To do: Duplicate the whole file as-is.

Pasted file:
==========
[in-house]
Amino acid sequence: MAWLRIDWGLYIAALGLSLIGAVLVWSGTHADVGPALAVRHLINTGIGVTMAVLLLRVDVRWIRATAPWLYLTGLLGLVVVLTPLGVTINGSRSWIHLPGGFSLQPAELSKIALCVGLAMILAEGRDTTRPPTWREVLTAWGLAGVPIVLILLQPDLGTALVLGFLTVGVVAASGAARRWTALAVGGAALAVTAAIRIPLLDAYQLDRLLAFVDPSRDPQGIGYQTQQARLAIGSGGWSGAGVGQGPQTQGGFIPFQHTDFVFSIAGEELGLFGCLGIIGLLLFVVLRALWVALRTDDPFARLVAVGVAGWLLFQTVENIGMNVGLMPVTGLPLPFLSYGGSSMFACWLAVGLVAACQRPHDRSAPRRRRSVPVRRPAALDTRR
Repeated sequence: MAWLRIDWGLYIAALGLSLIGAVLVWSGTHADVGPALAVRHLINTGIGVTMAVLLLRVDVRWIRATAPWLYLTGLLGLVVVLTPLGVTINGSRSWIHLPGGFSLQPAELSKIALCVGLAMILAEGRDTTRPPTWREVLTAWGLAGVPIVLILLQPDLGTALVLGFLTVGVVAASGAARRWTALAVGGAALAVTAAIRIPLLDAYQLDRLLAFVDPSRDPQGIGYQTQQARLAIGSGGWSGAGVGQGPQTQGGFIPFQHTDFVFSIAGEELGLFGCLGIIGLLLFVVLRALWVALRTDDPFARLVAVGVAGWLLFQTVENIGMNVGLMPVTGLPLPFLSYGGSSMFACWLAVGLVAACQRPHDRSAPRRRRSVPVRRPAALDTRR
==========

[in-house]
Amino acid sequence: MAWLRIDWGLYIAALGLSLIGAVLVWSGTHADVGPALAVRHLINTGIGVTMAVLLLRVDVRWIRATAPWLYLTGLLGLVVVLTPLGVTINGSRSWIHLPGGFSLQPAELSKIALCVGLAMILAEGRDTTRPPTWREVLTAWGLAGVPIVLILLQPDLGTALVLGFLTVGVVAASGAARRWTALAVGGAALAVTAAIRIPLLDAYQLDRLLAFVDPSRDPQGIGYQTQQARLAIGSGGWSGAGVGQGPQTQGGFIPFQHTDFVFSIAGEELGLFGCLGIIGLLLFVVLRALWVALRTDDPFARLVAVGVAGWLLFQTVENIGMNVGLMPVTGLPLPFLSYGGSSMFACWLAVGLVAACQRPHDRSAPRRRRSVPVRRPAALDTRR
Repeated sequence: MAWLRIDWGLYIAALGLSLIGAVLVWSGTHADVGPALAVRHLINTGIGVTMAVLLLRVDVRWIRATAPWLYLTGLLGLVVVLTPLGVTINGSRSWIHLPGGFSLQPAELSKIALCVGLAMILAEGRDTTRPPTWREVLTAWGLAGVPIVLILLQPDLGTALVLGFLTVGVVAASGAARRWTALAVGGAALAVTAAIRIPLLDAYQLDRLLAFVDPSRDPQGIGYQTQQARLAIGSGGWSGAGVGQGPQTQGGFIPFQHTDFVFSIAGEELGLFGCLGIIGLLLFVVLRALWVALRTDDPFARLVAVGVAGWLLFQTVENIGMNVGLMPVTGLPLPFLSYGGSSMFACWLAVGLVAACQRPHDRSAPRRRRSVPVRRPAALDTRR